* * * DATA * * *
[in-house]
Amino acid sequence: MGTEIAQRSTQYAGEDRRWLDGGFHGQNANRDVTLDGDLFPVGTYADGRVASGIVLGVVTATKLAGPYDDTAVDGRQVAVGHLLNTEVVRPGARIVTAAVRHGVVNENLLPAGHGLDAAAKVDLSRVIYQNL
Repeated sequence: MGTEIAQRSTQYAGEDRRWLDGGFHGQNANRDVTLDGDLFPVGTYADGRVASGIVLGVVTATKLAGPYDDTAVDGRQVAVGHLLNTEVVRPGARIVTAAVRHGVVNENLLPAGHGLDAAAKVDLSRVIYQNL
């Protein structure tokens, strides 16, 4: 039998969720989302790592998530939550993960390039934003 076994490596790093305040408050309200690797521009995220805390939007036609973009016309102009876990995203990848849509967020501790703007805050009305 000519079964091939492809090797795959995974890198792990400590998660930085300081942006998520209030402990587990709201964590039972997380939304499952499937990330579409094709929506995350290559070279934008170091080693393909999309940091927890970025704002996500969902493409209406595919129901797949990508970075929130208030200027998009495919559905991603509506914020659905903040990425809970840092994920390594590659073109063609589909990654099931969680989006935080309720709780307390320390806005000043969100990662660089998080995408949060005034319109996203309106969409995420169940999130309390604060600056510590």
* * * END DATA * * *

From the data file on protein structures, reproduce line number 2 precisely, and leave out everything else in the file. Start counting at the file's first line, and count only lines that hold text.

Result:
Amino acid sequence: MGTEIAQRSTQYAGEDRRWLDGGFHGQNANRDVTLDGDLFPVGTYADGRVASGIVLGVVTATKLAGPYDDTAVDGRQVAVGHLLNTEVVRPGARIVTAAVRHGVVNENLLPAGHGLDAAAKVDLSRVIYQNL